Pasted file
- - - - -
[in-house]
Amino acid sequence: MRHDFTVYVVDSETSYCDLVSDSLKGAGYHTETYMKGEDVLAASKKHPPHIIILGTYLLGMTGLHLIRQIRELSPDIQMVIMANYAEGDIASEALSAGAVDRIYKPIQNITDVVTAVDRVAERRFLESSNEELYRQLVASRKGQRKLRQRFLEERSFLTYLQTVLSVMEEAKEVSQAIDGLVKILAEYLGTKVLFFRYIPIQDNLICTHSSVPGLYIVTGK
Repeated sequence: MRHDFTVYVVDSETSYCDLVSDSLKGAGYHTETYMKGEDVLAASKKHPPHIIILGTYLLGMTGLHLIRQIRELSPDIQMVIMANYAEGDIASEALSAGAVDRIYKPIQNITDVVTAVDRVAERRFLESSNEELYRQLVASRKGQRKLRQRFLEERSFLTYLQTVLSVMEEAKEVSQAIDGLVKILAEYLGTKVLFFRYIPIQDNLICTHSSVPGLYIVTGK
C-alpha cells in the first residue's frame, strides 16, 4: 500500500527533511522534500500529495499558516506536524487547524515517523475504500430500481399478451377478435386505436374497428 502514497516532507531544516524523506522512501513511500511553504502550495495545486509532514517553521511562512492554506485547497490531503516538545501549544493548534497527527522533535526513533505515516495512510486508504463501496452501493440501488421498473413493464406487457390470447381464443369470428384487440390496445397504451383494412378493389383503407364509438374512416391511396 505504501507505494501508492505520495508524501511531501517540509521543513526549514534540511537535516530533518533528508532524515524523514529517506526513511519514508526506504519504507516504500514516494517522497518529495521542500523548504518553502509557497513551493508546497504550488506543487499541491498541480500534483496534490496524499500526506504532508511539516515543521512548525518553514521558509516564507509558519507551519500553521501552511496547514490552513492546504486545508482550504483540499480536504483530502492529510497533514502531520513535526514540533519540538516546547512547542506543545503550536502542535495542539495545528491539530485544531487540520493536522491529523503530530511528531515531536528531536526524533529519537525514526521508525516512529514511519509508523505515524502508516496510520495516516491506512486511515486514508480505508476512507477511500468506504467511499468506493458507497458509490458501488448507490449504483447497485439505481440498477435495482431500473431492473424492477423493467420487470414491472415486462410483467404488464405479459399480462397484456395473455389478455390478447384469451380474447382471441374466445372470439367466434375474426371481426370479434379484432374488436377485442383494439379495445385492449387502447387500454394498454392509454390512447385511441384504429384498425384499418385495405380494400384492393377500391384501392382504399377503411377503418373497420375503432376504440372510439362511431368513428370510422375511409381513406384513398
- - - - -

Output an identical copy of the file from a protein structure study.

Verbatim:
[in-house]
Amino acid sequence: MRHDFTVYVVDSETSYCDLVSDSLKGAGYHTETYMKGEDVLAASKKHPPHIIILGTYLLGMTGLHLIRQIRELSPDIQMVIMANYAEGDIASEALSAGAVDRIYKPIQNITDVVTAVDRVAERRFLESSNEELYRQLVASRKGQRKLRQRFLEERSFLTYLQTVLSVMEEAKEVSQAIDGLVKILAEYLGTKVLFFRYIPIQDNLICTHSSVPGLYIVTGK
Repeated sequence: MRHDFTVYVVDSETSYCDLVSDSLKGAGYHTETYMKGEDVLAASKKHPPHIIILGTYLLGMTGLHLIRQIRELSPDIQMVIMANYAEGDIASEALSAGAVDRIYKPIQNITDVVTAVDRVAERRFLESSNEELYRQLVASRKGQRKLRQRFLEERSFLTYLQTVLSVMEEAKEVSQAIDGLVKILAEYLGTKVLFFRYIPIQDNLICTHSSVPGLYIVTGK
C-alpha cells in the first residue's frame, strides 16, 4: 500500500527533511522534500500529495499558516506536524487547524515517523475504500430500481399478451377478435386505436374497428 502514497516532507531544516524523506522512501513511500511553504502550495495545486509532514517553521511562512492554506485547497490531503516538545501549544493548534497527527522533535526513533505515516495512510486508504463501496452501493440501488421498473413493464406487457390470447381464443369470428384487440390496445397504451383494412378493389383503407364509438374512416391511396 505504501507505494501508492505520495508524501511531501517540509521543513526549514534540511537535516530533518533528508532524515524523514529517506526513511519514508526506504519504507516504500514516494517522497518529495521542500523548504518553502509557497513551493508546497504550488506543487499541491498541480500534483496534490496524499500526506504532508511539516515543521512548525518553514521558509516564507509558519507551519500553521501552511496547514490552513492546504486545508482550504483540499480536504483530502492529510497533514502531520513535526514540533519540538516546547512547542506543545503550536502542535495542539495545528491539530485544531487540520493536522491529523503530530511528531515531536528531536526524533529519537525514526521508525516512529514511519509508523505515524502508516496510520495516516491506512486511515486514508480505508476512507477511500468506504467511499468506493458507497458509490458501488448507490449504483447497485439505481440498477435495482431500473431492473424492477423493467420487470414491472415486462410483467404488464405479459399480462397484456395473455389478455390478447384469451380474447382471441374466445372470439367466434375474426371481426370479434379484432374488436377485442383494439379495445385492449387502447387500454394498454392509454390512447385511441384504429384498425384499418385495405380494400384492393377500391384501392382504399377503411377503418373497420375503432376504440372510439362511431368513428370510422375511409381513406384513398